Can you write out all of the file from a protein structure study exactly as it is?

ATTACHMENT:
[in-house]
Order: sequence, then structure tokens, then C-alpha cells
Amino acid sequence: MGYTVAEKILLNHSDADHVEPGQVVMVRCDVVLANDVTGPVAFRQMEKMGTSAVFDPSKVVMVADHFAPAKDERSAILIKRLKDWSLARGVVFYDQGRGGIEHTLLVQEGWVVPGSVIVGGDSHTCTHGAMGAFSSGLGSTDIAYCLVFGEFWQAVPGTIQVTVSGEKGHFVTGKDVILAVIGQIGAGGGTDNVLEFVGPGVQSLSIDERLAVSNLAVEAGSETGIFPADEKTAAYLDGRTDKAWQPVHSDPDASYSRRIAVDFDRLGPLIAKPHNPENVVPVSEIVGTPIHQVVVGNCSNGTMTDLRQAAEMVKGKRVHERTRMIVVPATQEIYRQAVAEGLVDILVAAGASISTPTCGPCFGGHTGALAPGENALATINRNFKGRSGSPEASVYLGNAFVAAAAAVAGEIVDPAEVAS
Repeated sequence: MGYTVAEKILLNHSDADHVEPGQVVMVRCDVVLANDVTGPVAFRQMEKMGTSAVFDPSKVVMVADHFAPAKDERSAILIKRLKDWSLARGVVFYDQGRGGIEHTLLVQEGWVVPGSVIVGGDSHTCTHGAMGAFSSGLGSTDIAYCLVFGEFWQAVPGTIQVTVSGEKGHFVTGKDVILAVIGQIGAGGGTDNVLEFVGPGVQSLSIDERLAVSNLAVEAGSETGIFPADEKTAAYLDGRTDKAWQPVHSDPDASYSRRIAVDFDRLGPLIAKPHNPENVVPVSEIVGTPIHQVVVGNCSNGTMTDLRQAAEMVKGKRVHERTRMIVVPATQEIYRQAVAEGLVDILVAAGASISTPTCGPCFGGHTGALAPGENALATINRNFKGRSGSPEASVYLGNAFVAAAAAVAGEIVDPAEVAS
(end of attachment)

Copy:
[in-house]
Order: sequence, then structure tokens, then C-alpha cells
Amino acid sequence: MGYTVAEKILLNHSDADHVEPGQVVMVRCDVVLANDVTGPVAFRQMEKMGTSAVFDPSKVVMVADHFAPAKDERSAILIKRLKDWSLARGVVFYDQGRGGIEHTLLVQEGWVVPGSVIVGGDSHTCTHGAMGAFSSGLGSTDIAYCLVFGEFWQAVPGTIQVTVSGEKGHFVTGKDVILAVIGQIGAGGGTDNVLEFVGPGVQSLSIDERLAVSNLAVEAGSETGIFPADEKTAAYLDGRTDKAWQPVHSDPDASYSRRIAVDFDRLGPLIAKPHNPENVVPVSEIVGTPIHQVVVGNCSNGTMTDLRQAAEMVKGKRVHERTRMIVVPATQEIYRQAVAEGLVDILVAAGASISTPTCGPCFGGHTGALAPGENALATINRNFKGRSGSPEASVYLGNAFVAAAAAVAGEIVDPAEVAS
Repeated sequence: MGYTVAEKILLNHSDADHVEPGQVVMVRCDVVLANDVTGPVAFRQMEKMGTSAVFDPSKVVMVADHFAPAKDERSAILIKRLKDWSLARGVVFYDQGRGGIEHTLLVQEGWVVPGSVIVGGDSHTCTHGAMGAFSSGLGSTDIAYCLVFGEFWQAVPGTIQVTVSGEKGHFVTGKDVILAVIGQIGAGGGTDNVLEFVGPGVQSLSIDERLAVSNLAVEAGSETGIFPADEKTAAYLDGRTDKAWQPVHSDPDASYSRRIAVDFDRLGPLIAKPHNPENVVPVSEIVGTPIHQVVVGNCSNGTMTDLRQAAEMVKGKRVHERTRMIVVPATQEIYRQAVAEGLVDILVAAGASISTPTCGPCFGGHTGALAPGENALATINRNFKGRSGSPEASVYLGNAFVAAAAAVAGEIVDPAEVAS